Due to the scarcity of sewage treatment plants in Armenia, most of the sewage is not treated. As a result, domestic sewage pours into nearby creeks and surface water resources, polluting them.
As of 2021, according to the Water Committee of the Ministry of Territorial Management and Infrastructure, only around 8% of the total volume of municipal wastewater is mechanically cleaned, and only approximately 0.13% of the total volume of wastewater has undergone biological treatment.
“Given that the construction of wastewater treatment facilities and sewer collectors requires large-scale financial resources and time, it is feasible only if a suitable investment plan is developed and the required financial resources are available,” says Vache Terteryan, Deputy Minister of the Ministry of Energy and Mineral Resources.
Missing or Incomplete
According to the Water Committee, new wastewater treatment plants have been built and put into operation in recent years in the cities of Gavar, Martuni, Vardenis, Jermuk and Dilijan. As a result, the total daily treated wastewater volume is approximately 66,531 cubic meters. However, these plants only perform mechanical cleaning. If necessary and if the required financial resources are available, these wastewater treatment plants can eventually implement corresponding structures for biological and sludge treatment.
The regions of Ararat, Aragatsotn and Kotayk lack wastewater treatment plants. Additionally, the existing sewage treatment plant in Gyumri in Armenia’s Shirak region, is also non-operational, resulting in sewage discharge into rivers.
In Gegharkunik region, there are three local mechanical cleaning stations along the coastal settlements of Lake Sevan.
Parakar, Vagharshapat, and Metsamor communities of the Armavir region have mechanical wastewater treatment plants. However the facility in Metsamor is broken and in need of restoration.
The city of Jermuk in Vayots Dzor region has a mechanical sewage treatment plant, whereas Yeghegnadzor and Vayk do not.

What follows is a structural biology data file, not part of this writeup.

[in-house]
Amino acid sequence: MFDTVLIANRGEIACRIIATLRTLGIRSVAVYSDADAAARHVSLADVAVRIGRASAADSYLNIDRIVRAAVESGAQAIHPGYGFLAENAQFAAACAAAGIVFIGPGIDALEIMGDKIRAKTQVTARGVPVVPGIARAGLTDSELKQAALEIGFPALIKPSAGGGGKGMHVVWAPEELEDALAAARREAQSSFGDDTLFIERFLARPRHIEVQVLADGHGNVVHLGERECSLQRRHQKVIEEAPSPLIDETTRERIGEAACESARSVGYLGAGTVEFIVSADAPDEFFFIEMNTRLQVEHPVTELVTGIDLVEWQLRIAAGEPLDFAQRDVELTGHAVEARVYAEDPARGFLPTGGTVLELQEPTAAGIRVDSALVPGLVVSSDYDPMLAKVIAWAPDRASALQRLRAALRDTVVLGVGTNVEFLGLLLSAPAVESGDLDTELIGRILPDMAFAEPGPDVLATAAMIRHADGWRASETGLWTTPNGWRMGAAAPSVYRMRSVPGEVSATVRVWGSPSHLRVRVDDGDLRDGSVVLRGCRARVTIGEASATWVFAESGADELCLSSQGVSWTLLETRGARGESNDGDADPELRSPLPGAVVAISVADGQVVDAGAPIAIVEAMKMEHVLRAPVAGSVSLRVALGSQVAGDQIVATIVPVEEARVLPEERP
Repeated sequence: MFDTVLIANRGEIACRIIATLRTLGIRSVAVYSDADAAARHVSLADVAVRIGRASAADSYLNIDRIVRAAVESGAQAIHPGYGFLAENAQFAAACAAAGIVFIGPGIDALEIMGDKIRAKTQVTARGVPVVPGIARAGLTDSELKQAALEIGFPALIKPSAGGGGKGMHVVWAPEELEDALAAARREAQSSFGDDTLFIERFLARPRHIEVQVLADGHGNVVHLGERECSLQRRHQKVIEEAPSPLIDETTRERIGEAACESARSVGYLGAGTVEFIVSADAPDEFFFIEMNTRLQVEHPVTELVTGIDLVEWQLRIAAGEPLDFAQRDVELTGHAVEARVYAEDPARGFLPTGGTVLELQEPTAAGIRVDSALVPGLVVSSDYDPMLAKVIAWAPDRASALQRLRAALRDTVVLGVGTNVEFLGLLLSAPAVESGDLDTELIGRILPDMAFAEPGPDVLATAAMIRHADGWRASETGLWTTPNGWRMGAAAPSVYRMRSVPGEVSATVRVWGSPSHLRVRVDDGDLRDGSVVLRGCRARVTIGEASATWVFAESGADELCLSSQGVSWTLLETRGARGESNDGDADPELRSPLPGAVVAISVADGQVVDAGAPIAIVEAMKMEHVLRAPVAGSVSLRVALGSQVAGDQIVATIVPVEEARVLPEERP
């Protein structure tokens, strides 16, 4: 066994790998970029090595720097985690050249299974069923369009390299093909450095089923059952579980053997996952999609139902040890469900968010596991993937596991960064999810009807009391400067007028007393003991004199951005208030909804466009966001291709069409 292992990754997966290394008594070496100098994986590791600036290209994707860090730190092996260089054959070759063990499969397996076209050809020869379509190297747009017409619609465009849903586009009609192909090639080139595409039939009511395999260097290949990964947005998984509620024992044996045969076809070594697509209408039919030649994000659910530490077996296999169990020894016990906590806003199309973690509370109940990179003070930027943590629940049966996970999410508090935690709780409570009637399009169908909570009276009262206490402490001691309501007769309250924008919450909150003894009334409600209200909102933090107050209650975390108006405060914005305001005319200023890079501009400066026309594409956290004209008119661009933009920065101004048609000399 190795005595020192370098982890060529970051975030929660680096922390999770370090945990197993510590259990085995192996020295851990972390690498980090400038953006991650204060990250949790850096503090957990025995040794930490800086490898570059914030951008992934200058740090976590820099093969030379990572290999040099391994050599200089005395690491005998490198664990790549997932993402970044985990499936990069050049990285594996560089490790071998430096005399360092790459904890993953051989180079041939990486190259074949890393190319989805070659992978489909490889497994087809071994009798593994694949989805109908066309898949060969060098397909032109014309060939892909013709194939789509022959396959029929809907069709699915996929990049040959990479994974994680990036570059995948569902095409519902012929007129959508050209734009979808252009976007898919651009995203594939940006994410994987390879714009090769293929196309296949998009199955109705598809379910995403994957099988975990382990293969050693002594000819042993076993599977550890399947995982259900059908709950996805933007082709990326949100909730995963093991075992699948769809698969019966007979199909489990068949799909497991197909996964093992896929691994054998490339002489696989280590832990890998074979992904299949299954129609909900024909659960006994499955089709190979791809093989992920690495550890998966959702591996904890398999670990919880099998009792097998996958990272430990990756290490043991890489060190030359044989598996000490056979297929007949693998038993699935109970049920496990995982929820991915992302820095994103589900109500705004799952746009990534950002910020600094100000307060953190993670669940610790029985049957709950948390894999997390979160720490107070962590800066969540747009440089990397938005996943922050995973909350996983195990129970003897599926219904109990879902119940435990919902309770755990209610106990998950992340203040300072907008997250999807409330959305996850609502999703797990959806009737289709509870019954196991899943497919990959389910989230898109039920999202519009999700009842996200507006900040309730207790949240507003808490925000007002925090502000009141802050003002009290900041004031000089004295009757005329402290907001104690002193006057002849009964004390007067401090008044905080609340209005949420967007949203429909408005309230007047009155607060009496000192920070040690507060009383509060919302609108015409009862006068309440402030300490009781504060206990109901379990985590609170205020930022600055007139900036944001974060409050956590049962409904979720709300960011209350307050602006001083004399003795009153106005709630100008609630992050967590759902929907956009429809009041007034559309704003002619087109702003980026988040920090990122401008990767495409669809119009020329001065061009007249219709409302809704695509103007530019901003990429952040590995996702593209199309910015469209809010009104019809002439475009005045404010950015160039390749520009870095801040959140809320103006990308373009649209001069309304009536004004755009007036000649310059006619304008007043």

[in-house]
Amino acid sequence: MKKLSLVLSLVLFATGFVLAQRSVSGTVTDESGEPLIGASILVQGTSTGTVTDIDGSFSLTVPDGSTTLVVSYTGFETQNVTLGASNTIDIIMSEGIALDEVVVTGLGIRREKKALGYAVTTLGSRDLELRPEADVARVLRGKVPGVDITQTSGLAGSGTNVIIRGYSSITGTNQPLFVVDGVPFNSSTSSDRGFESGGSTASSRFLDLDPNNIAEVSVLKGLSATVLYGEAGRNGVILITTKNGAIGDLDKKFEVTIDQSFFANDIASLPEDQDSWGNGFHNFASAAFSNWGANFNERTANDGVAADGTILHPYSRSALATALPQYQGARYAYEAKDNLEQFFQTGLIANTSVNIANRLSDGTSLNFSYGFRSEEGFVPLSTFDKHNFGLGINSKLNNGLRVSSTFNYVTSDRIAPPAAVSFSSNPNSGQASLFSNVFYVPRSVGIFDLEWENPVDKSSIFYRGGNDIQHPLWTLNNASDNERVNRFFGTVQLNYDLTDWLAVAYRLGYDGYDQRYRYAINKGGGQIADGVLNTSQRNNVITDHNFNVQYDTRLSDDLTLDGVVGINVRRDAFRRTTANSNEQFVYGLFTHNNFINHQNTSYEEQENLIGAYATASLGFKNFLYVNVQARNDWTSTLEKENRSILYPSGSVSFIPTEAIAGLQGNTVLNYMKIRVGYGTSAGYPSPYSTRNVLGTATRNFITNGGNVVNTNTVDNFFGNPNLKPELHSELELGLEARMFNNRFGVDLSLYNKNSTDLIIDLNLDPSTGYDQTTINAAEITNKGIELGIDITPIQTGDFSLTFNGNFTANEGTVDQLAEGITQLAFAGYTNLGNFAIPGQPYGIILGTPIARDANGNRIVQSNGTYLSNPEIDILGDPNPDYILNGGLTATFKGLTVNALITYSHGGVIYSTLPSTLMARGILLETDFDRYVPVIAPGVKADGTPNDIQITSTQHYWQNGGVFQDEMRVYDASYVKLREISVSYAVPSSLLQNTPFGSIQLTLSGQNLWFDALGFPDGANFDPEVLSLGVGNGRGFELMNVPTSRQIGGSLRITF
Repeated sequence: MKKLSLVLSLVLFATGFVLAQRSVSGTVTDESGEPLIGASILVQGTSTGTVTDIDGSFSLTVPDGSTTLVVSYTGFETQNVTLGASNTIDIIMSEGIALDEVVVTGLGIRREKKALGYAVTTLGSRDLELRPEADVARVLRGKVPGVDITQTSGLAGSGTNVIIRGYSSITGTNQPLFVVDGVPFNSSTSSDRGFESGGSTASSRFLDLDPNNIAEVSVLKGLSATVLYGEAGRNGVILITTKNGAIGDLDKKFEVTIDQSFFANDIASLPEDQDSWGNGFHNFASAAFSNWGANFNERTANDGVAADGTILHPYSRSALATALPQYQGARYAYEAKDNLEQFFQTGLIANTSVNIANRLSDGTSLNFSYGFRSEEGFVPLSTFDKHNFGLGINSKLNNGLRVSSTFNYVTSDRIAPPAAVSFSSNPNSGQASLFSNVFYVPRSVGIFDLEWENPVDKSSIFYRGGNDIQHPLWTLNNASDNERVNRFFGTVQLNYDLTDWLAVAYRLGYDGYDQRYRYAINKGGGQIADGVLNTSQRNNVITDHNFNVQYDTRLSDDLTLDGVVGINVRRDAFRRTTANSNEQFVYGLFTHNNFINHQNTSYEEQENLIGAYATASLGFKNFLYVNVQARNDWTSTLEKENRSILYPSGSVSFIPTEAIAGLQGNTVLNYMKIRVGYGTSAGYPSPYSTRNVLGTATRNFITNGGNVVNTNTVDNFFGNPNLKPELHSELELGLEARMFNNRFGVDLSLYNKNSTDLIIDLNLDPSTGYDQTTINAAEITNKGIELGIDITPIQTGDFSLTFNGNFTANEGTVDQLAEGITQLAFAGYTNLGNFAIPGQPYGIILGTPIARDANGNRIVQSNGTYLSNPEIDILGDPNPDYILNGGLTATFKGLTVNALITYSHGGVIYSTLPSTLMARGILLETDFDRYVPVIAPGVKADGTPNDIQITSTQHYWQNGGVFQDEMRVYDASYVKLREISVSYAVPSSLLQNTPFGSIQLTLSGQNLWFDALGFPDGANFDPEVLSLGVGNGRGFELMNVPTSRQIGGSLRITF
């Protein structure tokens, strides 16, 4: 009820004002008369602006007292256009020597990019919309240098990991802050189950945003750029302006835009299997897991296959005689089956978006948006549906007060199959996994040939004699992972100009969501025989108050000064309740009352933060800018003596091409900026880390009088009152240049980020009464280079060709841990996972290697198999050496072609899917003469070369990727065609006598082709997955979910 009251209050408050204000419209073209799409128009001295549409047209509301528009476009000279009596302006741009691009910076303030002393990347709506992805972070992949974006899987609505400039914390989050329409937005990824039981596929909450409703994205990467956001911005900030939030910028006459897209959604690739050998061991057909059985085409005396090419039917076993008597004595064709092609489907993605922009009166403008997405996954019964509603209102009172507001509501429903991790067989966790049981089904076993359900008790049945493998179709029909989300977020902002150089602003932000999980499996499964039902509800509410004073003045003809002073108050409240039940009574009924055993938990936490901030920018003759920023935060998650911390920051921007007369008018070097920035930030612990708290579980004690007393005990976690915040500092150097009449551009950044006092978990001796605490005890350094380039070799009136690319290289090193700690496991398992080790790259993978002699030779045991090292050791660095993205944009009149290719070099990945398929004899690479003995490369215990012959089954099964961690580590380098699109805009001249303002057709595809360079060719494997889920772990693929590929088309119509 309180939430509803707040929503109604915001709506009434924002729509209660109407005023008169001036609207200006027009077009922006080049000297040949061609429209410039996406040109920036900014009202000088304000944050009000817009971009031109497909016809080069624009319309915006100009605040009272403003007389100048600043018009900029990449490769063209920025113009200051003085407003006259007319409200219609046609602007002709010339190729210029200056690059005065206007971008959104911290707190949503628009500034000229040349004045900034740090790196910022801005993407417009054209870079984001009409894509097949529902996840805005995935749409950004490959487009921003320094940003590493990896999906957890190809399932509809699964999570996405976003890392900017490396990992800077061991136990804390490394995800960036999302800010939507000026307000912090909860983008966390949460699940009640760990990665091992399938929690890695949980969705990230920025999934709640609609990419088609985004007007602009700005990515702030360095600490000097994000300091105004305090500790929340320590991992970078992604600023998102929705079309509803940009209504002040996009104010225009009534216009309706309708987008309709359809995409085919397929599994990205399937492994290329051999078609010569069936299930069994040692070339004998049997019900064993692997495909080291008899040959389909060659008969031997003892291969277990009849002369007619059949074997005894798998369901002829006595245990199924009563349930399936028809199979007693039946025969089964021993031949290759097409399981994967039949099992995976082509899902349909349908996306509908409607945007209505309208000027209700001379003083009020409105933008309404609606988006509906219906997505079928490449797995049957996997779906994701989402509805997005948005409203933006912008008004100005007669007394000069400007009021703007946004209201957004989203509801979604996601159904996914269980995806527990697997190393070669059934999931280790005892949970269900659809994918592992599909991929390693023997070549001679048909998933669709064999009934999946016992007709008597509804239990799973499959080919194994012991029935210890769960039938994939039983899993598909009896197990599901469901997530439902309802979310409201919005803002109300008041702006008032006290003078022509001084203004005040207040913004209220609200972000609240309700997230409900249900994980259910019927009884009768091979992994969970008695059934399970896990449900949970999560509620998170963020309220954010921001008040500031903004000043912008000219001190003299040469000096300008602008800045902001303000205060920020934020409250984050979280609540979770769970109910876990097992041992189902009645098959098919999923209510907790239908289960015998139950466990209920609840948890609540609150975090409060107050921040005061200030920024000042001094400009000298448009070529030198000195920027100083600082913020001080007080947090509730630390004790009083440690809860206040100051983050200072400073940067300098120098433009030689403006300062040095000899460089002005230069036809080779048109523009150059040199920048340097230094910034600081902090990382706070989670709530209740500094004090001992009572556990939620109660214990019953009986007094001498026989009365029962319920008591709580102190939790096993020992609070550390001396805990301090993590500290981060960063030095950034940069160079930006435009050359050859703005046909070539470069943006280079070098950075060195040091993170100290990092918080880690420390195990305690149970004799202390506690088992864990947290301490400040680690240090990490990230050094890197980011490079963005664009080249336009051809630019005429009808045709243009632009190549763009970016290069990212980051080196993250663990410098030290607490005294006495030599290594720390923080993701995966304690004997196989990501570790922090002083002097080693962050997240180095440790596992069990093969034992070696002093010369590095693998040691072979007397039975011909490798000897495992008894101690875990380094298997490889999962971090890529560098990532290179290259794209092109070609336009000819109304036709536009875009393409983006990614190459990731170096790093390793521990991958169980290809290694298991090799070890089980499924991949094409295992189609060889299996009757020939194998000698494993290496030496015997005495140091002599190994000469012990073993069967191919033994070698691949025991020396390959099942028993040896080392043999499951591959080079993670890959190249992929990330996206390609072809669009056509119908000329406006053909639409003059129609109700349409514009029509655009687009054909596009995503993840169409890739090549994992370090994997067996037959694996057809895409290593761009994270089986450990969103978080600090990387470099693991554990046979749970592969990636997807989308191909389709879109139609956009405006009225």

There are mechanical cleaning stations in the cities of Kapan, Goris, Meghri and Agarak in Syunik region; however, all of them are non-operational.
Tavush region has only one mechanical wastewater treatment plant, which serves the city of Dilijan.
In Lori region, only the stations in the settlements of Dzoraget, Lori Berd and Sverdlov are in normal condition. A wastewater treatment facility is planned to be constructed in Fioletovo as part of the 2023 subvention program.
According to the Water Committee, the Aeration Wastewater Treatment Plant (WWTP) in the city of Yerevan performs partial mechanical cleaning of wastewater. The volume of wastewater discharged in the capital in 2020, 2021, and 2022 amounts to 49.3, 62.2, and 64.5 million cubic meters, respectively.
Veolia Water CJSC is the primary company responsible for operating and maintaining drainage systems. However, in communities that this company does not service, the responsibility falls upon the relevant local self-government bodies.
Veolia Water also manages the Aeration WWTP. According to Marianna Shahinyan, the director of Veolia Water, the Aeration plant was constructed between 1963 and 1978. Since then, no significant investment has been made, and as a result, the plant is in dire condition. Only a portion of the plant’s mechanical cleaning system is currently operational.
“According to the lease contract, Veolia Water CJSC is obligated to operate and maintain the Aeration plant to the extent that the technical condition of the station allows it,” says Shahinyan. She adds that under the terms of the contract, the lessor –– the government, represented by the Water Committee –– is responsible for major repairs and capital investments for the renovation. In 2008, the government announced plans to construct a WWTP on a portion of the existing treatment plant for this purpose. However, the new construction of the plant has not been completed yet.
Shahinyan assures that the company has fulfilled its obligations, spending 71 million AMD in 2020 (including roughly 43 million AMD in Yerevan), 237 million AMD in 2021 (including roughly 176 million AMD in Yerevan), and 282 million AMD in 2022 (the data for Yerevan has not yet been calculated) for the reconstruction of sewer systems in Veolia Water’s service area.
Due to the lack of sewage treatment plants, the majority of domestic and industrial waste water flows into surface waters and seeps into groundwater resources.